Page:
The Mansion is built in the Palladian style, with a second story balcony and a two-story front portico supported by classical columns. The two-story octagon at the rear of the house is believed to be the first of its kind anywhere in the colonies.
The first floor of the 8,500 square foot house features rooms for family and social gatherings, and includes the parlor in which Madame Eliza Jumel married Aaron Burr in 1833. Across the hall stands the dining room where Washington likely entertained his guests in 1790. At the far end of the hall, the octagonal drawing room, or withdrawing room as it is properly known, provided a grand setting for social gatherings. Bedrooms on the second floor include those of George Washington, Eliza Jumel, and Aaron Burr. The basement houses the colonial-era kitchen and tells the story of domestic servitude at the Mansion. The room features the original hearth and a bee-hive oven as well as a collection of early American cooking utensils.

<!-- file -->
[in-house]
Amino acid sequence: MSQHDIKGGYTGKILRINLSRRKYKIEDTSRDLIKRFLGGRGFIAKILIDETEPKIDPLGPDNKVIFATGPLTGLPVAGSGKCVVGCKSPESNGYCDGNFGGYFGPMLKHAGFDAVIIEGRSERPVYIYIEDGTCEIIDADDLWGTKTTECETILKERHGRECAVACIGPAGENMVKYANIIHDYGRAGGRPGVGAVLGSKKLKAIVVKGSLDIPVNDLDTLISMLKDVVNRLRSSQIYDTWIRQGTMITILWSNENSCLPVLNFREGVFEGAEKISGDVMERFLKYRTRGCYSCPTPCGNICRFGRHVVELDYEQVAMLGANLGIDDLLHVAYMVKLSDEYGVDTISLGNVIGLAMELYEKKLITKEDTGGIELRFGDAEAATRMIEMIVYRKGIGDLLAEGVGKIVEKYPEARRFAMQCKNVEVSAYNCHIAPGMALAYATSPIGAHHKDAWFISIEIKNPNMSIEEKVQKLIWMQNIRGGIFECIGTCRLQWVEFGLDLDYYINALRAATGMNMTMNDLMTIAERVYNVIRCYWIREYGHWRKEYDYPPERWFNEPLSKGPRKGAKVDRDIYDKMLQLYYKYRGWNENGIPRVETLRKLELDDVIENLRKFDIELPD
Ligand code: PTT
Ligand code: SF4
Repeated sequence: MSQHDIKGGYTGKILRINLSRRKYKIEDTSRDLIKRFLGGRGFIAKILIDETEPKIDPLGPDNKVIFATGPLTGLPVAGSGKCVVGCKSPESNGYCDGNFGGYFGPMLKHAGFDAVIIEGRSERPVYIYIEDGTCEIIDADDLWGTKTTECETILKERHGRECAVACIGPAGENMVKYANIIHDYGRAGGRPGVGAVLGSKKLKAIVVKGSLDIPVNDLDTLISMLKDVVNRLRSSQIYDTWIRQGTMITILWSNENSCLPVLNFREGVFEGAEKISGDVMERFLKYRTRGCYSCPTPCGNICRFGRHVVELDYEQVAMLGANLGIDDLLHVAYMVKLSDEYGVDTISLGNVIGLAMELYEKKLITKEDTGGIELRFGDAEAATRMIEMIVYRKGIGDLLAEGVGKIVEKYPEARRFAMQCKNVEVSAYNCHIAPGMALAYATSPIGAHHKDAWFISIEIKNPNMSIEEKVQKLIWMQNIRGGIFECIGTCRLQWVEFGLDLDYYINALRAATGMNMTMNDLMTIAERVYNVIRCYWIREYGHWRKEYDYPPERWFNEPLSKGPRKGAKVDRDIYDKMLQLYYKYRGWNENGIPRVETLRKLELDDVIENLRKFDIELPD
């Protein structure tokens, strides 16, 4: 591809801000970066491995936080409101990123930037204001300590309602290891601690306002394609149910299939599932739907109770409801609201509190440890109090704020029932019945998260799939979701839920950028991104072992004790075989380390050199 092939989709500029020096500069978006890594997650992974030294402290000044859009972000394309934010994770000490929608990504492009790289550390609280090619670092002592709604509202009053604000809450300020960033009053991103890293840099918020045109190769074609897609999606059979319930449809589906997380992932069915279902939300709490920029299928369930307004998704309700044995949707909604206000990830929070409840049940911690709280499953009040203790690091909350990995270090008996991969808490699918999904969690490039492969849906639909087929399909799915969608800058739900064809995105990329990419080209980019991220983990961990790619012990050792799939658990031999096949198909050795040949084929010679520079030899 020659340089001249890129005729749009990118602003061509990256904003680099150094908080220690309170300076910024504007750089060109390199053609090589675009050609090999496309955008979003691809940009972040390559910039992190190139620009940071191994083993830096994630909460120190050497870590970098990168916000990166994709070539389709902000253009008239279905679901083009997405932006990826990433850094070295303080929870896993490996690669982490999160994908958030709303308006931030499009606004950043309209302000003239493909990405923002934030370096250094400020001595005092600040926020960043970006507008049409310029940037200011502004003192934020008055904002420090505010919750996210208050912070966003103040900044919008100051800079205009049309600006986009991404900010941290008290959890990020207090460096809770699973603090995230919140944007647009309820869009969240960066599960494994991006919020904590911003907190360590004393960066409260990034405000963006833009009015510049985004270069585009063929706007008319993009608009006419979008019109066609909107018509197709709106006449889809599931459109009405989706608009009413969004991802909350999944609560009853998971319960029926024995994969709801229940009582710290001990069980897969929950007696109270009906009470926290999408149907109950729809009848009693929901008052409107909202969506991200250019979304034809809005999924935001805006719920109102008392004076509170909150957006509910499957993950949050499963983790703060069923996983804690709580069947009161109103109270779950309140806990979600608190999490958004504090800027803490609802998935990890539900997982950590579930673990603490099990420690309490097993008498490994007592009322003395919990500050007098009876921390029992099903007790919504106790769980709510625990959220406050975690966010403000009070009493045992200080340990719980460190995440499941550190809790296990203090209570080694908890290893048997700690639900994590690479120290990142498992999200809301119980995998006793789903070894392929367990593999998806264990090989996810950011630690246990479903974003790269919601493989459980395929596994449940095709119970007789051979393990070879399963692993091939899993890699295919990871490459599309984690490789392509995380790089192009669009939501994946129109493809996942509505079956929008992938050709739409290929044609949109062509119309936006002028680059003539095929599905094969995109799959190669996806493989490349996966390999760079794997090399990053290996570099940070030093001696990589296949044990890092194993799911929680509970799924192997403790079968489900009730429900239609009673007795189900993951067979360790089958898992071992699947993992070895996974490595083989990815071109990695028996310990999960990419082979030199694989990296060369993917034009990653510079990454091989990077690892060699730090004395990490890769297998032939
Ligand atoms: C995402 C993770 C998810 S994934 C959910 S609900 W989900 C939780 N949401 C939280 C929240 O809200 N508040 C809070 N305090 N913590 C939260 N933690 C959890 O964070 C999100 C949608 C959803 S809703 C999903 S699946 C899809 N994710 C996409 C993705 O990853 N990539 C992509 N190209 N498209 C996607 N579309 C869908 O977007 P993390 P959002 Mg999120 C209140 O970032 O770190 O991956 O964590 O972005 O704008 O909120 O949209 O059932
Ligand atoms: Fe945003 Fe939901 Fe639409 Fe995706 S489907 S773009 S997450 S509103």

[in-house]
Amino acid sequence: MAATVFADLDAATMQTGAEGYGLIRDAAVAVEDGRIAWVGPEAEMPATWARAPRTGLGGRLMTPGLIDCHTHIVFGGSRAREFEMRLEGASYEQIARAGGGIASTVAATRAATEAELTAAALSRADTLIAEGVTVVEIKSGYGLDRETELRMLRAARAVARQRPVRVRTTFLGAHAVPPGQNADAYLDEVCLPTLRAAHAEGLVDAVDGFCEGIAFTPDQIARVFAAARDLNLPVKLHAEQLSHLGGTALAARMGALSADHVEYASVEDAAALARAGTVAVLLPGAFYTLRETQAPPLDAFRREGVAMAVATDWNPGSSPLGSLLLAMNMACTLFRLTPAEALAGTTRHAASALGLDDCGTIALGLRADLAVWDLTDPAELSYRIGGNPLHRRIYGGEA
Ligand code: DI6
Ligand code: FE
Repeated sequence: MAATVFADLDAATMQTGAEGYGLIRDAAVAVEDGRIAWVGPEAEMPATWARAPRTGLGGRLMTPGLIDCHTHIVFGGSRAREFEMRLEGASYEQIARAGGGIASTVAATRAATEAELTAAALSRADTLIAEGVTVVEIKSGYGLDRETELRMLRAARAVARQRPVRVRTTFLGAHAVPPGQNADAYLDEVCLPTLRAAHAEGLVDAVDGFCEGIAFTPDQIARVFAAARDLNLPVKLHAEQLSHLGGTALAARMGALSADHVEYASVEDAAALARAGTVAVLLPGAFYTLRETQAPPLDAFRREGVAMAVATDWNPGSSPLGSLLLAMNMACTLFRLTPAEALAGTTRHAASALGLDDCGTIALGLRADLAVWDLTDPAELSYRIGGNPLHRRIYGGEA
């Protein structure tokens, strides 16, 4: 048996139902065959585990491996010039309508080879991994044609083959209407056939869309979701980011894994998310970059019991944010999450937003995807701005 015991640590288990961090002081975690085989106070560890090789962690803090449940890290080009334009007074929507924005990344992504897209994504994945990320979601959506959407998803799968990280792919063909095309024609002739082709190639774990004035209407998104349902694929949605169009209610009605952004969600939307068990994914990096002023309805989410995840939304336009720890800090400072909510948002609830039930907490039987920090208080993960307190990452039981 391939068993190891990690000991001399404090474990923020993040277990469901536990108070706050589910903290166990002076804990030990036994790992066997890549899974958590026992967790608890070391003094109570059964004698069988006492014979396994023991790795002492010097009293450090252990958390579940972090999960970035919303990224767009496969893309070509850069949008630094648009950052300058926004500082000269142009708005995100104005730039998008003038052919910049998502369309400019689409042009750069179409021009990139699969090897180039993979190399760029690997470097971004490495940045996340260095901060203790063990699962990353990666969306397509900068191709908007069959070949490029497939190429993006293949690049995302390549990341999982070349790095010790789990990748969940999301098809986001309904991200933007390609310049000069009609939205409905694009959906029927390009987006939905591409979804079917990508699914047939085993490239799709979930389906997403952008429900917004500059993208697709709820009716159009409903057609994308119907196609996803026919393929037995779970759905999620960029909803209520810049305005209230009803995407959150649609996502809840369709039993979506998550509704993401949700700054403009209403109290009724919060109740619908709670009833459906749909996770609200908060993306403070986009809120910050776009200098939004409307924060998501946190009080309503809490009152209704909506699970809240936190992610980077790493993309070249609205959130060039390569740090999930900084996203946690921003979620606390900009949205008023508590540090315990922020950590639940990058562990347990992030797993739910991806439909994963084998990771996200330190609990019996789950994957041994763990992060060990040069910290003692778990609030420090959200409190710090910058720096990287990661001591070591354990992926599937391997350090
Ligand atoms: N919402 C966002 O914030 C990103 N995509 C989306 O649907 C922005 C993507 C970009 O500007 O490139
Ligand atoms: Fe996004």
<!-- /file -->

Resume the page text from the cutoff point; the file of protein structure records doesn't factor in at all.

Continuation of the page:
Through architecture and a diverse collection of decorative arts objects, each room of the Morris-Jumel Mansion reveals a specific aspect of its colorful history from the 18th through the 19th centuries.